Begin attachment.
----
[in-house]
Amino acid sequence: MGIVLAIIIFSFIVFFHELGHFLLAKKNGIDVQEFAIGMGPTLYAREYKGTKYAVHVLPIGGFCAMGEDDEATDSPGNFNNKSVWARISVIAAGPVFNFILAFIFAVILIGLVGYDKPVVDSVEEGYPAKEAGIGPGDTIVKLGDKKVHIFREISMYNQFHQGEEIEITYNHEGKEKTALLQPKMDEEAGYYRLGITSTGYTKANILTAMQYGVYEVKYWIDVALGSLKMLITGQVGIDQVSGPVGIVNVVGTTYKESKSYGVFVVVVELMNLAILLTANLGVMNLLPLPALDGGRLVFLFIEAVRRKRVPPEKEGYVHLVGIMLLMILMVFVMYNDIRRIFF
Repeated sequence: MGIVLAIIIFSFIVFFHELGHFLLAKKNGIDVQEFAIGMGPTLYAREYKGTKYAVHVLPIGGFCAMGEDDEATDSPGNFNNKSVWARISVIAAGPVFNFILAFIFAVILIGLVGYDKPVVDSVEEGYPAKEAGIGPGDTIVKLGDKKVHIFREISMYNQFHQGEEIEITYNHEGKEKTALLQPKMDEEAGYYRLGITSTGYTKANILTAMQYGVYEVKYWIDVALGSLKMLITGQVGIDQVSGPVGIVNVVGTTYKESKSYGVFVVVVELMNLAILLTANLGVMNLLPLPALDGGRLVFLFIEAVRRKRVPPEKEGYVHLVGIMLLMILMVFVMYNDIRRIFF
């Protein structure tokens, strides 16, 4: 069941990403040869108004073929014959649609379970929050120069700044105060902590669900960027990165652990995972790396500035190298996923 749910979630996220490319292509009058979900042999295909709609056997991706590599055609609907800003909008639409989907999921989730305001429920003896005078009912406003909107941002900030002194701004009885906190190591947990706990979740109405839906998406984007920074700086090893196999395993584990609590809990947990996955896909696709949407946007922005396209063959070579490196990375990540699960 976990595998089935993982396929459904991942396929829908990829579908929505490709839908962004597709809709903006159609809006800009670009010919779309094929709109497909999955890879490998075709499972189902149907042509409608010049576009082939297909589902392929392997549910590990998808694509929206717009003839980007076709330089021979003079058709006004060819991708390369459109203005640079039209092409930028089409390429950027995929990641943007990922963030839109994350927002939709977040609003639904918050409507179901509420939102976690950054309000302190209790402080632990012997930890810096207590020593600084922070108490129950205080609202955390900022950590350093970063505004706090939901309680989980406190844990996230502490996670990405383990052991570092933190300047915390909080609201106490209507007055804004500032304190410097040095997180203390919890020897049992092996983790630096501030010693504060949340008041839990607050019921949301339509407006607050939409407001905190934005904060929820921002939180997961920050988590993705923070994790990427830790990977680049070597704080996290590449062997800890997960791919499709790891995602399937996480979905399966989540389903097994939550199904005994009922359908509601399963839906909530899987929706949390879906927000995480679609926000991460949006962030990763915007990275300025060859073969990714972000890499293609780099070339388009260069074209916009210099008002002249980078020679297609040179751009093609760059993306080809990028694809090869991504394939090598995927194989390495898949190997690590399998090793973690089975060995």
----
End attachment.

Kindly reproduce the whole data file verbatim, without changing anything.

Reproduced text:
[in-house]
Amino acid sequence: MGIVLAIIIFSFIVFFHELGHFLLAKKNGIDVQEFAIGMGPTLYAREYKGTKYAVHVLPIGGFCAMGEDDEATDSPGNFNNKSVWARISVIAAGPVFNFILAFIFAVILIGLVGYDKPVVDSVEEGYPAKEAGIGPGDTIVKLGDKKVHIFREISMYNQFHQGEEIEITYNHEGKEKTALLQPKMDEEAGYYRLGITSTGYTKANILTAMQYGVYEVKYWIDVALGSLKMLITGQVGIDQVSGPVGIVNVVGTTYKESKSYGVFVVVVELMNLAILLTANLGVMNLLPLPALDGGRLVFLFIEAVRRKRVPPEKEGYVHLVGIMLLMILMVFVMYNDIRRIFF
Repeated sequence: MGIVLAIIIFSFIVFFHELGHFLLAKKNGIDVQEFAIGMGPTLYAREYKGTKYAVHVLPIGGFCAMGEDDEATDSPGNFNNKSVWARISVIAAGPVFNFILAFIFAVILIGLVGYDKPVVDSVEEGYPAKEAGIGPGDTIVKLGDKKVHIFREISMYNQFHQGEEIEITYNHEGKEKTALLQPKMDEEAGYYRLGITSTGYTKANILTAMQYGVYEVKYWIDVALGSLKMLITGQVGIDQVSGPVGIVNVVGTTYKESKSYGVFVVVVELMNLAILLTANLGVMNLLPLPALDGGRLVFLFIEAVRRKRVPPEKEGYVHLVGIMLLMILMVFVMYNDIRRIFF
């Protein structure tokens, strides 16, 4: 069941990403040869108004073929014959649609379970929050120069700044105060902590669900960027990165652990995972790396500035190298996923 749910979630996220490319292509009058979900042999295909709609056997991706590599055609609907800003909008639409989907999921989730305001429920003896005078009912406003909107941002900030002194701004009885906190190591947990706990979740109405839906998406984007920074700086090893196999395993584990609590809990947990996955896909696709949407946007922005396209063959070579490196990375990540699960 976990595998089935993982396929459904991942396929829908990829579908929505490709839908962004597709809709903006159609809006800009670009010919779309094929709109497909999955890879490998075709499972189902149907042509409608010049576009082939297909589902392929392997549910590990998808694509929206717009003839980007076709330089021979003079058709006004060819991708390369459109203005640079039209092409930028089409390429950027995929990641943007990922963030839109994350927002939709977040609003639904918050409507179901509420939102976690950054309000302190209790402080632990012997930890810096207590020593600084922070108490129950205080609202955390900022950590350093970063505004706090939901309680989980406190844990996230502490996670990405383990052991570092933190300047915390909080609201106490209507007055804004500032304190410097040095997180203390919890020897049992092996983790630096501030010693504060949340008041839990607050019921949301339509407006607050939409407001905190934005904060929820921002939180997961920050988590993705923070994790990427830790990977680049070597704080996290590449062997800890997960791919499709790891995602399937996480979905399966989540389903097994939550199904005994009922359908509601399963839906909530899987929706949390879906927000995480679609926000991460949006962030990763915007990275300025060859073969990714972000890499293609780099070339388009260069074209916009210099008002002249980078020679297609040179751009093609760059993306080809990028694809090869991504394939090598995927194989390495898949190997690590399998090793973690089975060995």